You shall not pass! Get ready for a quick and effective response: call 911 and get reinforcements to block external attacks! Nothing like a tightly knit team to increase the scope of action and put K.O. every disruptor in less time than it takes to say it!
20 seconds it is the optimal time to wash our hands
80% of microbes spread through hands, hence the importance of getting them washed very often
105 billions it is the number of viruses ihnaled each year breathingMore
550 mg/j organic dry extracts
100 mg/j organic essential oils
90 mg/j organic mother macerates of buds
Microencapsulaed active ingredients
With a large glass of water
1 to 2 caps per day
Ingredients (for 2 caps or 970 mg): 150 mg dry extract of organic acai fruit (Euterpe oleracea) 1/1 ; 150 mg freeze-dried extract of organic chlorella algae (Chlorella vulgaris) ; 125 mg dry extract of organic ripe black elderberry fruit (Adoxaceae sambucus nigra) 3/1 ; 125 mg dry extract of purple coneflower herb (Echinacea purpurea) 2-3/1 ; 50 mg essential oil of organic ravintsara leaves (Cinnamomum camphora) ; 50 mg essential oil of organic tea tree leaves (Melaleuca alternifolia) ; anti-caking agent: talcum powder ; 30 mg bud mother macerate of organic blackcurrant (Ribes nigrum) ; 30 mg bud mother macerate of organic alder (Alnus glutinosa) ; 30 mg bud mother macerate of organic fir (Abiesalba) ; capsule: hypromellose.
You should not exceed the recommended doses. Keep out of the reach of young children. This food supplement is not a substitute for a varied and balanced diet or a healthy lifestyle. This product is not recommended for children under 6 years old, pregnant or lactating women. Those receiving medical treatment, should consult their pharmacist or doctor before starting to take the supplement. Unsuitable for people who are allergic to one of the constituents. Food supplement.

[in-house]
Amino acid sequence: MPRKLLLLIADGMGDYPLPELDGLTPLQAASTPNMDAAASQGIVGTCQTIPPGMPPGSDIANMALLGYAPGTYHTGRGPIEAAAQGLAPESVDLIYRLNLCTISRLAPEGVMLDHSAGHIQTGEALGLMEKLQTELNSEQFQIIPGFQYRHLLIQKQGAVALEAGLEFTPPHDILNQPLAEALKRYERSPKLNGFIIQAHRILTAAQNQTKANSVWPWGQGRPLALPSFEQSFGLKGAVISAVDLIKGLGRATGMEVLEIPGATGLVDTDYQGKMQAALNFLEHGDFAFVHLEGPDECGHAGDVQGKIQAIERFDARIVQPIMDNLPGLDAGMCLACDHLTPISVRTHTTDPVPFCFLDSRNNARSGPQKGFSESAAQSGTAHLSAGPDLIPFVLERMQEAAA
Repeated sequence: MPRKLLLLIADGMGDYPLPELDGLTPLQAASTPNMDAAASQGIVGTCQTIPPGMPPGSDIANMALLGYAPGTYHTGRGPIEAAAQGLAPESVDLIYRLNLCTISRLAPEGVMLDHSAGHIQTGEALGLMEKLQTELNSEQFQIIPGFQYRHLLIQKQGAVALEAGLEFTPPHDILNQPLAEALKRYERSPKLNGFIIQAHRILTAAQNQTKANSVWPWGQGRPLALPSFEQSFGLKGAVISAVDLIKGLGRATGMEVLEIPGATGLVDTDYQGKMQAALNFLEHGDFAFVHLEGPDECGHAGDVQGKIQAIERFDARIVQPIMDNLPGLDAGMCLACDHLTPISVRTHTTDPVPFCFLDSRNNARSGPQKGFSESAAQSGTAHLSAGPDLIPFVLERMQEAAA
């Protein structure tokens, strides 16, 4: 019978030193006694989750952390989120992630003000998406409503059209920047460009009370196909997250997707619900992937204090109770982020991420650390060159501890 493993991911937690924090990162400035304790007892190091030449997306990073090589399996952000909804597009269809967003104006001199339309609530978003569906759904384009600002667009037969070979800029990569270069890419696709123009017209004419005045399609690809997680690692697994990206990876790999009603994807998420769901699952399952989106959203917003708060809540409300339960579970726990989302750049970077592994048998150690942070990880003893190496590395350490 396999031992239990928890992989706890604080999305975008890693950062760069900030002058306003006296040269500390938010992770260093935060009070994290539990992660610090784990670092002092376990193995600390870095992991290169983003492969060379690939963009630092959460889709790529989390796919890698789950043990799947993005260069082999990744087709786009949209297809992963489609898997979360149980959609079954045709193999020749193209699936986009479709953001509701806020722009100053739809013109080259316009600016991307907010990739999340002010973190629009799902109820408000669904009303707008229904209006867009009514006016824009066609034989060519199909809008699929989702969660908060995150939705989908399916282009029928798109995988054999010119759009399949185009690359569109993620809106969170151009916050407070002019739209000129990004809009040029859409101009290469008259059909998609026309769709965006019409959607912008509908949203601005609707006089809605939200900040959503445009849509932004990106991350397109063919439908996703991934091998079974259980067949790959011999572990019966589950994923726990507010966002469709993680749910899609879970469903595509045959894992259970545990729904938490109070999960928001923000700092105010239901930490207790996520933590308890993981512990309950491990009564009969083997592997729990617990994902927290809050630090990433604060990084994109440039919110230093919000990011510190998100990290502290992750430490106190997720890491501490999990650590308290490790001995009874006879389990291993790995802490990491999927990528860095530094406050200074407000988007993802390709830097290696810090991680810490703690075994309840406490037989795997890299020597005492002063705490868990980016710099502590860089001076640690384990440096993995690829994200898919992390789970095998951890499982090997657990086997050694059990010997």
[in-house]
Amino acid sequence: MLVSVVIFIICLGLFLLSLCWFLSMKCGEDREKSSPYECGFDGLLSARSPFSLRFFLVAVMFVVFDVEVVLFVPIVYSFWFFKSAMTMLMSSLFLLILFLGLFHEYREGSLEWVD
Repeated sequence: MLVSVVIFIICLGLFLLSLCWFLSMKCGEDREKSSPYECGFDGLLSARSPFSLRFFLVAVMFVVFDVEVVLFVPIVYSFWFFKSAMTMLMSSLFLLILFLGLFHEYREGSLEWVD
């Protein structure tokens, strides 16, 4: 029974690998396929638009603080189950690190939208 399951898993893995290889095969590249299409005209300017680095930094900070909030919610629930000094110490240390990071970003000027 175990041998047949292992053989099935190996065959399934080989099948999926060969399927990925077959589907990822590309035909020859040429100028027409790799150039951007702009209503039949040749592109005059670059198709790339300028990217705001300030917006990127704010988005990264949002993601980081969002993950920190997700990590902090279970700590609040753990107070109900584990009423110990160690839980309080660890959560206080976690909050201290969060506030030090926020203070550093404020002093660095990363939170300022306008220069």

The elderberry, often referred to as the Elder Lady, is known as "The Witches' Tree". It is said that witches could take the form of an elderberry. A solitary elderberry would thus be a witch in disguise. This is why he "bleeds" (a red sap escapes) when it is cut. In many legends and superstitions it would serve as a portal between the worlds and dwelling for the spirits.
Amerindians who lived on the American plains near the Rocky Mountains used purple coneflower to treat themselves, including treating snake bites. During archaeological excavations at sites frequented by the Sioux Lakotas, seeds of purple coneflower aging from the XVIIth century were discovered.
The origin of its name comes from the language of the Brazilian tribe of the Tupi "içá-çai", and means "the weeping fruit". It thus refers to an Indian legend through which the acai would have appeared: the tears of a woman desperate by the famine suffered by her people would have led a palm to grow with berries with exceptional nutritional properties.
Chlorella was discovered in 1890 by a Dutch biologist, Beyerinck. Its richness in nutrients immediately aroused the interest of scientists. The Germans used this microalgae as a food substitute on several occasions during the world wars, but in its natural state the chlorella is difficult to digest and the experiments were therefore inconclusive.
The knowledge of the properties of the Ravintsara essential oil is relatively recent since Doctor J. Valnet does not mention this oil in the 1984 edition of his book "Aromatherapy". It would be mainly present in Madagascar. Among the natives, it is "the tree with good leaves", which is translated literally in its name (ravine = leaf and tsara = good).
The name "tea tree" was given by Captain James Cook, British navigator, explorer and cartographer, when he traveled around the world and when, in 1770, he landed on the east coast of Australia and the sailors made tea with the leaves of a tree from the Myrtaceae family.
Blackcurrant has been cultivated since the XVIth century, notably in Burgundy, but its culture developed from 1712, following the publication of a book written by Abbot Bailly de Montaran. This treatise, entitled '' The admirable properties of blackcurrant '', was the first to praise its many medicinal virtues, more or less documented.
For the ancient Britons, alder was the tree of union with the Gaels. It was part of the sacred grove of the Druids. Among the Greeks and Romans, the alder was the tree of death.
It is part of the large conifer family and likes cold and humid climates. Its use by Amerindians goes back more than 5,000 years to cure various ailments and several parts of this tree are used: the branches, resin, needles, buds, young shoots.